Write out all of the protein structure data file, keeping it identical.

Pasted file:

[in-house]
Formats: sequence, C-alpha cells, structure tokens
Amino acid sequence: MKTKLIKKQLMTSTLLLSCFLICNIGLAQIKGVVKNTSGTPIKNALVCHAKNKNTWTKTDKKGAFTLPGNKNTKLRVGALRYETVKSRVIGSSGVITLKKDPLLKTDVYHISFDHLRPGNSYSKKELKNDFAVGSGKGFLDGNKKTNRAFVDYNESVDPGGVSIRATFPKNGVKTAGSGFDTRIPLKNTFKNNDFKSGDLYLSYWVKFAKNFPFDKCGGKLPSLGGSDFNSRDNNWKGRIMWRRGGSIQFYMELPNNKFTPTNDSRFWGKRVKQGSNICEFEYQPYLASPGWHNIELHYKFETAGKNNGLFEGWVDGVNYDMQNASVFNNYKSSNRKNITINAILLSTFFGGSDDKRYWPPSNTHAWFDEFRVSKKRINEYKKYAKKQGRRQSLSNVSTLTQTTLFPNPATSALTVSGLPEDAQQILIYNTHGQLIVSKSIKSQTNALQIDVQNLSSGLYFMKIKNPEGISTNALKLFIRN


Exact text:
[in-house]
Formats: sequence, C-alpha cells, structure tokens
Amino acid sequence: MKTKLIKKQLMTSTLLLSCFLICNIGLAQIKGVVKNTSGTPIKNALVCHAKNKNTWTKTDKKGAFTLPGNKNTKLRVGALRYETVKSRVIGSSGVITLKKDPLLKTDVYHISFDHLRPGNSYSKKELKNDFAVGSGKGFLDGNKKTNRAFVDYNESVDPGGVSIRATFPKNGVKTAGSGFDTRIPLKNTFKNNDFKSGDLYLSYWVKFAKNFPFDKCGGKLPSLGGSDFNSRDNNWKGRIMWRRGGSIQFYMELPNNKFTPTNDSRFWGKRVKQGSNICEFEYQPYLASPGWHNIELHYKFETAGKNNGLFEGWVDGVNYDMQNASVFNNYKSSNRKNITINAILLSTFFGGSDDKRYWPPSNTHAWFDEFRVSKKRINEYKKYAKKQGRRQSLSNVSTLTQTTLFPNPATSALTVSGLPEDAQQILIYNTHGQLIVSKSIKSQTNALQIDVQNLSSGLYFMKIKNPEGISTNALKLFIRN